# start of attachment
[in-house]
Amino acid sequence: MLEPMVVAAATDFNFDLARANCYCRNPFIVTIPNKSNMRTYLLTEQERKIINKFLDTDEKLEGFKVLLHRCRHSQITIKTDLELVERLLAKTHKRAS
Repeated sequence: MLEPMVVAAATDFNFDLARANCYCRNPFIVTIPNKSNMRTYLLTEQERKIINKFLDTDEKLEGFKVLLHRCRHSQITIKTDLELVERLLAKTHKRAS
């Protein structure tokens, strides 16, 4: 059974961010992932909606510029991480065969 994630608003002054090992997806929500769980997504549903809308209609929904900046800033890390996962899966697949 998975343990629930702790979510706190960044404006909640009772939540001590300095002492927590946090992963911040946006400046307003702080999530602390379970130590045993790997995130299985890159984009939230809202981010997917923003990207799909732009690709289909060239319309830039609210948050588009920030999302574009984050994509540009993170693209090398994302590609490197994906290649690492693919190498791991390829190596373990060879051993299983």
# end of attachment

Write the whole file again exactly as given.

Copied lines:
[in-house]
Amino acid sequence: MLEPMVVAAATDFNFDLARANCYCRNPFIVTIPNKSNMRTYLLTEQERKIINKFLDTDEKLEGFKVLLHRCRHSQITIKTDLELVERLLAKTHKRAS
Repeated sequence: MLEPMVVAAATDFNFDLARANCYCRNPFIVTIPNKSNMRTYLLTEQERKIINKFLDTDEKLEGFKVLLHRCRHSQITIKTDLELVERLLAKTHKRAS
């Protein structure tokens, strides 16, 4: 059974961010992932909606510029991480065969 994630608003002054090992997806929500769980997504549903809308209609929904900046800033890390996962899966697949 998975343990629930702790979510706190960044404006909640009772939540001590300095002492927590946090992963911040946006400046307003702080999530602390379970130590045993790997995130299985890159984009939230809202981010997917923003990207799909732009690709289909060239319309830039609210948050588009920030999302574009984050994509540009993170693209090398994302590609490197994906290649690492693919190498791991390829190596373990060879051993299983």